In rotational outdoor piggeries, the pigs live outdoors in paddocks (range areas) with basic shelter such as huts or open deep litter shelters. Feed is usually delivered using moveable self-feeders or troughs but ground feeding (feed placed directly on the ground) is sometimes practiced. Wallows, spray or drip cooling and additional shade may be provided. Regular relocation of range facilities helps to spread manure nutrients evenly over the paddock area.

In these systems, the land use of the paddocks alternates between a pig phase and a crop or forage phase. To keep soil nutrients at suitable levels, nutrients added as manure during the pig phase are managed by cutting and carting plant material grown during the crop or forage phase. The land area needed for these piggeries is a function of herd composition and nutrient removal rates during the crop or forage phase.

Feedlot Piggeries

Feedlot outdoor piggeries contain pigs in permanent outdoor pens or in fixed sheds or shelters with an attached outdoor pen. As there is no or limited rotation of pens, feedlot housing is considered part of the animal production facility. Feedlot piggeries must be located within a controlled drainage area.

Victorian Low Density Mobile Outdoor Pig Farm Planning Permit Guidelines - June 2018

These Guidelines provide information and direction to applicants and planners for assessing planning permit applications to establish or modify a low density mobile outdoor pig farm (LDMO). They outline what planners should expect in the application, and present key decision guidelines to support assessment of the application.

These Guidelines set out the eligibility requirements for a simplified planning assessment process based on the farms having low environmental and amenity risks and apply to a planning permit application for pig farms with a maximum of 150 sows or 1,000 Standard Pig Units (SPU).

Additional planning requirements are outlined in the Victorian Low Density Mobile Outdoor Pig Farm Planning Permit Guidelines that must be met.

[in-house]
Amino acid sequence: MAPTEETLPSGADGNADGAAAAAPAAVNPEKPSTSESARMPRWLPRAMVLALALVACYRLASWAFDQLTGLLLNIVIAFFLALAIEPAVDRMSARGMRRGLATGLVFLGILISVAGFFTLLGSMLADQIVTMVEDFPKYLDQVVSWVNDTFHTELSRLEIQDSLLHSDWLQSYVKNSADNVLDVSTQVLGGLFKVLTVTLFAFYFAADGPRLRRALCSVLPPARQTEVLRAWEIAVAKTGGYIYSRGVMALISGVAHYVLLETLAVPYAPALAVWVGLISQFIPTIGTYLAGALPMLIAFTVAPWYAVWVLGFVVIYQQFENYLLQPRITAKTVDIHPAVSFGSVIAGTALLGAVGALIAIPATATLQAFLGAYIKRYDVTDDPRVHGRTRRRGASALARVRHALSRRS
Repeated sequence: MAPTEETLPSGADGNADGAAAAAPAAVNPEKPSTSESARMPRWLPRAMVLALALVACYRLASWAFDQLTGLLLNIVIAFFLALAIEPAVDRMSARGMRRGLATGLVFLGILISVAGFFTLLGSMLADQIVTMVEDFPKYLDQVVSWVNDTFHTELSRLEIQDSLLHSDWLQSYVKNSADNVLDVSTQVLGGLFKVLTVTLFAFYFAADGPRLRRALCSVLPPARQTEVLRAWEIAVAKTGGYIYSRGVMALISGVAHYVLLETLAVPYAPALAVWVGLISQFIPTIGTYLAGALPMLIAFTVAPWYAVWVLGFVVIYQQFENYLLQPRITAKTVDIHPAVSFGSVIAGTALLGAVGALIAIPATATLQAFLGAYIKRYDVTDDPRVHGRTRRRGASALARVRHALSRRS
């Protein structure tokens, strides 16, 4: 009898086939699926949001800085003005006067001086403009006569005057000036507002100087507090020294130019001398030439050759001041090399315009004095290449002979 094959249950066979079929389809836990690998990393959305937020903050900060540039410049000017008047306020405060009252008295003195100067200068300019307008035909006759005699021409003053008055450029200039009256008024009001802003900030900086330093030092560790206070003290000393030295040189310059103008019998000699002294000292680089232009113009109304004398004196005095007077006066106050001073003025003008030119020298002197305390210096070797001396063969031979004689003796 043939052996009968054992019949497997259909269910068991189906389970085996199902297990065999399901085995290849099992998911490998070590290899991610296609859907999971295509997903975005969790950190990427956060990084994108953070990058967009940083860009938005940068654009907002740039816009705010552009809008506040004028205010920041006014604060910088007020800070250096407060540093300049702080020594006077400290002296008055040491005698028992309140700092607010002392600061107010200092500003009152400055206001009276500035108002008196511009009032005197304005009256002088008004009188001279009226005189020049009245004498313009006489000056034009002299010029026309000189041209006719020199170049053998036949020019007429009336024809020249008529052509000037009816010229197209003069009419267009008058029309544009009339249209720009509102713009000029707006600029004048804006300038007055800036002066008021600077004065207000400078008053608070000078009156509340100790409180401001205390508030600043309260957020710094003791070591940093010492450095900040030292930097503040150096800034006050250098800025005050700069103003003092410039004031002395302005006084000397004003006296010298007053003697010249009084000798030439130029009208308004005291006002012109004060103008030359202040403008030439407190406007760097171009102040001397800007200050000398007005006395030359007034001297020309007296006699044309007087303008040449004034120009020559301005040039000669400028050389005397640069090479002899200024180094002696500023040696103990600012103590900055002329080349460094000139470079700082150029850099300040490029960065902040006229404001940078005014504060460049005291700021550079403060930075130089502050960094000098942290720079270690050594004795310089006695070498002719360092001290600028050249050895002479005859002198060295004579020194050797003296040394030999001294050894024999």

Victorian Low Density Mobile Outdoor Pig Farm Planning Permit Guidelines (PDF - 661.5 KB)

Victorian Low Density Mobile Outdoor Pig Farm Planning Permit Guidelines (WORD - 119.0 KB)

Victorian Low Density Mobile Outdoor Pig Farm Planning Permit Guidelines - Supporting Documents

Development plan

A development plan contains the information that planners should expect from a planning application. It outlines the way in which the facility will be sited, built and managed to meet the objectives and standards of the guidelines.

A template is provided below to assist applicants in creating their plan. The template includes guidance notes/examples and checklists to assist applicants in identifying the information to include in each section.

LDMO Pig Farm Development Plan (WORD - 1.9 MB)

LDMO Pig Farm Development Plan accessible (WORD - 1.4 MB)

Application checklist

The Application checklist has been developed for planners to ensure that all information required by the Low Density Mobile Outdoor Pig Farm Planning Permit Guidelines has been included in a planning permit application.

The checklist is intended to be used in conjunction with the Victorian Low Density Mobile Outdoor Pig Farm Planning Permit Guidelines.

Victorian Low Density Mobile Outdoor Pig Farm Planning Permit Guidelines – Checklist (WORD - 603.4 KB)

Victorian Low Density Mobile Outdoor Pig Farm Planning Permit Guidelines – Checklist   (WORD - 166.3 KB)

Further information on pig farms

PPN86: Applying for a planning permit for a pig farm

This practice note provides guidance for applicants and responsible authorities about the preparation and assessment of planning permit applications for pig farms.

View PPN86 at Department of Transport and Planning.

National Environmental Guidelines for Indoor Piggeries - May 2018

View the National Environmental Guidelines for Indoor Piggeries at Australian Pork Limited.

National Environmental Guidelines for Rotational Outdoor Piggeries – 2013

View the National Environmental Guidelines for Rotational Outdoor Piggeries at Australian Pork Limited.


For further information contact the Agriculture Victoria Planning and Advisory Service for all agricultural land use planning enquiries on agvic.planning@agriculture.vic.gov.au.

Page last updated: 04 Jul 2024